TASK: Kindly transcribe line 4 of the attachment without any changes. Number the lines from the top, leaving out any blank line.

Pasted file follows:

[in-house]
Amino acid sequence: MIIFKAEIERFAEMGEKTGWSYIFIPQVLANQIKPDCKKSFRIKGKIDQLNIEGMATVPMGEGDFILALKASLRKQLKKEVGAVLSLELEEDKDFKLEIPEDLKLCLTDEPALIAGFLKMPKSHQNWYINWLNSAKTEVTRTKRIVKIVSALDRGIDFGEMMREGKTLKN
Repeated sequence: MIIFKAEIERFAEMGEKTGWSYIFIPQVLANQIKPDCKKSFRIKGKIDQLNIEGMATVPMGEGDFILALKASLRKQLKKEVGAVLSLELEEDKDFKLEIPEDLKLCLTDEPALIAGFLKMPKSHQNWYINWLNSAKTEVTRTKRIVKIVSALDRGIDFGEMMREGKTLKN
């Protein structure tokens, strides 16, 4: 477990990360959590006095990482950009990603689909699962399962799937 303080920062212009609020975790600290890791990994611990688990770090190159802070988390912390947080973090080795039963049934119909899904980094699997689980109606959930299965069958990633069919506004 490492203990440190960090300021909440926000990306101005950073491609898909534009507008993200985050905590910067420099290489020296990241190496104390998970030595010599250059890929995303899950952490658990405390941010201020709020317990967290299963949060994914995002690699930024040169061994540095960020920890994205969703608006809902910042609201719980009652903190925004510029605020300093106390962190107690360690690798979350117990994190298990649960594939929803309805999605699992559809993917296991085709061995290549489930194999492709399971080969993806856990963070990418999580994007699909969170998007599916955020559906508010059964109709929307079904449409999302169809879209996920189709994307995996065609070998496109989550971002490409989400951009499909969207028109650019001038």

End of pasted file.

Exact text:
């Protein structure tokens, strides 16, 4: 477990990360959590006095990482950009990603689909699962399962799937 303080920062212009609020975790600290890791990994611990688990770090190159802070988390912390947080973090080795039963049934119909899904980094699997689980109606959930299965069958990633069919506004 490492203990440190960090300021909440926000990306101005950073491609898909534009507008993200985050905590910067420099290489020296990241190496104390998970030595010599250059890929995303899950952490658990405390941010201020709020317990967290299963949060994914995002690699930024040169061994540095960020920890994205969703608006809902910042609201719980009652903190925004510029605020300093106390962190107690360690690798979350117990994190298990649960594939929803309805999605699992559809993917296991085709061995290549489930194999492709399971080969993806856990963070990418999580994007699909969170998007599916955020559906508010059964109709929307079904449409999302169809879209996920189709994307995996065609070998496109989550971002490409989400951009499909969207028109650019001038």